Background of DDR-2 memory
Before we go any further, I think it's important we go over the different types of DDR-2 240-pin memory (PC-4200 and PC-5400) and why you should even bother spending more and buying the higher performance modules we are looking at here today to sit along side your Intel processor.
- If you know plenty about modern computers, you can skip this part and go to the next page.
If you own or intend on buying a 915 or 925X based motherboard (with 800MHz FSB Pentium 4 processor) and don't intend on overclocking, you'll get away just fine with any PC-4200 memory which runs at 266MHz or DDR-533. This is because your processor only uses an FSB of 800MHz (200 x 4 - quad pumped) so in fact your memory has higher specs than the processor so you can run the memory "underclocked" at 200MHz or use what are called "memory dividers" to increase the memory clock speed to its rated speed of 266MHz and above. If you do intend on overclocking this platform and depending on what memory you buy, you might be able to hit around DDR-600 with PC-4200 memory and then start to run into problems going any higher.
On the other hand, if you own or intend on buying an Intel 925XE based motherboard (with 1066MHz FSB processor - 266 x 4) you'll be able to use PC-4200 memory and run it "1:1" with the processor. This results in lower latencies since both the CPU and memory are communicating at the same pace and neither has to wait for each other to act.
If you intend on overclocking your processor (be it 800 or 1066 FSB versions) via FSB (which is really the only option unless you can somehow find a multiplier unlocked processor...which are usually reserved to engineering samples for media and Intel partners) to a substantially higher clock speed, your best bet would be buying PC-5400 memory. The clock speed of this memory is 333MHz and will give you plenty of headroom for overclocking your processor at 1:1. I would be very surprised to see any Intel processors do over 333MHz FSB with a default multiplier (minimum speed 333 x 14 = 4662MHz) unless you are forking out loads of money for ultra extreme cooling. Additionally Intel has told us that they have no plans to launch a 333MHz bus anytime soon.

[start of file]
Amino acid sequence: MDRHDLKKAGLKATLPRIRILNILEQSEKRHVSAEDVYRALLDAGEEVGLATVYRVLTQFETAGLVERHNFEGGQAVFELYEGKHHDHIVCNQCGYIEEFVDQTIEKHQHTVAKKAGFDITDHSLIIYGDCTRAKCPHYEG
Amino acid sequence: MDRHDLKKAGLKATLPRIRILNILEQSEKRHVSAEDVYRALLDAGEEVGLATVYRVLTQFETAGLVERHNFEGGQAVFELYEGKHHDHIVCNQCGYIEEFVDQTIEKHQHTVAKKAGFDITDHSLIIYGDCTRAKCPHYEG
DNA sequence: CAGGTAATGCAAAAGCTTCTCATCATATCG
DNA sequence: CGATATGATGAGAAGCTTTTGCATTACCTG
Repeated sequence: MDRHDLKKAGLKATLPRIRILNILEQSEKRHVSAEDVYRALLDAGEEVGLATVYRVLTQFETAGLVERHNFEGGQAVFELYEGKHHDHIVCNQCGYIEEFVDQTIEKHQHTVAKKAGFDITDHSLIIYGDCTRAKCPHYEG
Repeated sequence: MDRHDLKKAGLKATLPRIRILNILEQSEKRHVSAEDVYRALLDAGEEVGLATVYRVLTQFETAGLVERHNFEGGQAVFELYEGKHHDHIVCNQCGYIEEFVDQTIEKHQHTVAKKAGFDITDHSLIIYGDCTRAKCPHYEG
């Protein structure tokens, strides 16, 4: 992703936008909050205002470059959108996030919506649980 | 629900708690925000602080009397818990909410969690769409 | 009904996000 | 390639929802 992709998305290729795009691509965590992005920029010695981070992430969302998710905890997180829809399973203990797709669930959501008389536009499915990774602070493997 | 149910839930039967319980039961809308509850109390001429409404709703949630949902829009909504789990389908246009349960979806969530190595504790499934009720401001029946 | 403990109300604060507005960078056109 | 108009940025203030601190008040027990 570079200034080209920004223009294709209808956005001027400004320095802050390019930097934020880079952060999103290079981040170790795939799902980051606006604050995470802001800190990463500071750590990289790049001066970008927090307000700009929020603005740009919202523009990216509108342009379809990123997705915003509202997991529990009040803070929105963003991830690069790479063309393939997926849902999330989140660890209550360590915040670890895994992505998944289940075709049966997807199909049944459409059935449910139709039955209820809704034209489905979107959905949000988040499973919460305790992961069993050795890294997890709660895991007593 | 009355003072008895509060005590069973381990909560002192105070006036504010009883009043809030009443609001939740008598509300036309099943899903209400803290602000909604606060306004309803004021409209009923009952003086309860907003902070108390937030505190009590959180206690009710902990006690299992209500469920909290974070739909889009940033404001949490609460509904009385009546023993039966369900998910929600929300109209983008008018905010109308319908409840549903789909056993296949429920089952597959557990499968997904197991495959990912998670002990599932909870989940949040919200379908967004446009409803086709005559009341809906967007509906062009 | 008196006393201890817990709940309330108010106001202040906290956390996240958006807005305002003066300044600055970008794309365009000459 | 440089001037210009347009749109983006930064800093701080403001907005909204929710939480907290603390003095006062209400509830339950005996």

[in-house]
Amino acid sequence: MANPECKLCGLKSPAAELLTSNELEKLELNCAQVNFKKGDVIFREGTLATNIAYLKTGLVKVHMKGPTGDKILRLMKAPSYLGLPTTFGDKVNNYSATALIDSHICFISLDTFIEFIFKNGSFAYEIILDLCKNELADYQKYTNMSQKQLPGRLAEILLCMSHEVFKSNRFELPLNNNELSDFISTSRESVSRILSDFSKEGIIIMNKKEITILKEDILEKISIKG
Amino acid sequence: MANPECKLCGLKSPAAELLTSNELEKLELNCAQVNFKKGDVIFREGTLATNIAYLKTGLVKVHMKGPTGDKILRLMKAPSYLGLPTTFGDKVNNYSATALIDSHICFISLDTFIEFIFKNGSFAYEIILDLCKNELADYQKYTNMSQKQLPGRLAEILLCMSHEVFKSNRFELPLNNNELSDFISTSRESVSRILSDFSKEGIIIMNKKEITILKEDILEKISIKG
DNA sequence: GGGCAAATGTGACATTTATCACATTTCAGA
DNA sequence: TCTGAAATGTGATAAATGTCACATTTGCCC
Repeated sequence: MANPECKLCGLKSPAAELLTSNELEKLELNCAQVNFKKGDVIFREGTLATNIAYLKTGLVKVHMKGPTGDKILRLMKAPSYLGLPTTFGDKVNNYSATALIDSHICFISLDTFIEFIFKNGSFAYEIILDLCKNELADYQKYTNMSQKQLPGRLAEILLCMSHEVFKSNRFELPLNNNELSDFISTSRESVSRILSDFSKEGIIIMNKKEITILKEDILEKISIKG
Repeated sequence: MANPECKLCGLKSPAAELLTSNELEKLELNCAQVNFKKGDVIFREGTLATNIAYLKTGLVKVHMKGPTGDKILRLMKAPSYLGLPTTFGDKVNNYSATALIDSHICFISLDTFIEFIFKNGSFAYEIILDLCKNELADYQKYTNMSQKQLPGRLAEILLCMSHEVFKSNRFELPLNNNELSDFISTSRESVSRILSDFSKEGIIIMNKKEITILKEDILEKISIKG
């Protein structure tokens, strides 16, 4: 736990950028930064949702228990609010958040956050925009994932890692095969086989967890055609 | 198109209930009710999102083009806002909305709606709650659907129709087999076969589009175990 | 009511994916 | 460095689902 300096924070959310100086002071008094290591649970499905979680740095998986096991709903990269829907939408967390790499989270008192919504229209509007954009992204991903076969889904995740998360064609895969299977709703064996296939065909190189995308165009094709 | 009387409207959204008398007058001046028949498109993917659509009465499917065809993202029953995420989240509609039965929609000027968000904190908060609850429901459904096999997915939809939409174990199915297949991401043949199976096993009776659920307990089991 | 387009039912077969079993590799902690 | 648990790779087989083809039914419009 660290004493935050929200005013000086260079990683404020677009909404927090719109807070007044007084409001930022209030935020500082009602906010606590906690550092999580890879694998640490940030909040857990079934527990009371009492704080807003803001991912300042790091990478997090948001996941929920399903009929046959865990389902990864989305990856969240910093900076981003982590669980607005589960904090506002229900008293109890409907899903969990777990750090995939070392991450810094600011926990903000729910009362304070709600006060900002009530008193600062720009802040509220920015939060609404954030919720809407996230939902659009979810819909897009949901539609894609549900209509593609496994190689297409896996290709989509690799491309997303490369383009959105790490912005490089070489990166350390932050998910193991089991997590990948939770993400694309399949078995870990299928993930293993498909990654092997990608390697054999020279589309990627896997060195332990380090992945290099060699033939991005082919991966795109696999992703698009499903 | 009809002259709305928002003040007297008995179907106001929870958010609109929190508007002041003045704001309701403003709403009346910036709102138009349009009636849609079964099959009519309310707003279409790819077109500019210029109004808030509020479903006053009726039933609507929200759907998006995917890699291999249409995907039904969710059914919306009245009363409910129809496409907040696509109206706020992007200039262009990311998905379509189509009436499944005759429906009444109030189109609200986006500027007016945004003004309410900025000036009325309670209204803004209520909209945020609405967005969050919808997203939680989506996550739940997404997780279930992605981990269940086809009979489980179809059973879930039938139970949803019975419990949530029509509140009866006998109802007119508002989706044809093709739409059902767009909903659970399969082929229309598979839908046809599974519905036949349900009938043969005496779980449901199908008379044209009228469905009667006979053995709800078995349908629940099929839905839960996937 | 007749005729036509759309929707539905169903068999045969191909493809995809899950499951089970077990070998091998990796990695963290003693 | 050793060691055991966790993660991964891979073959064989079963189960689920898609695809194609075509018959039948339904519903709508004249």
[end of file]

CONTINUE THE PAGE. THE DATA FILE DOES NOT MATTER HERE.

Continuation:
Some newer Intel Pentium 4 processors along with enthusiast friendly motherboards provide the option of choosing a multiplier of 14 (for example the Pentium 4 3.6GHz - usually 18 x 200 - allows you to back the multiplier down to 14). So, say if you have a very good cooling setup in place you could set the multiplier to 14 and the FSB to 300 (1:1 so the memory is running at DDR-600) and you'll get a clock speed of over 4.2GHz.
However, if you don't intend on overclocking your processor all that much you can still use dividers to push PC-5400 memory up above 400MHz or DDR-800 or PC-6400 and in fact with one of the modules in this article we almost reached PC-6800 speeds which is a good deal quicker than any of the fastest and most expensive DDR memory available today.
Now you know the differences between PC-4200 and PC-5400 memory, we are ready to continue and start looking at the different modules in this roundup.
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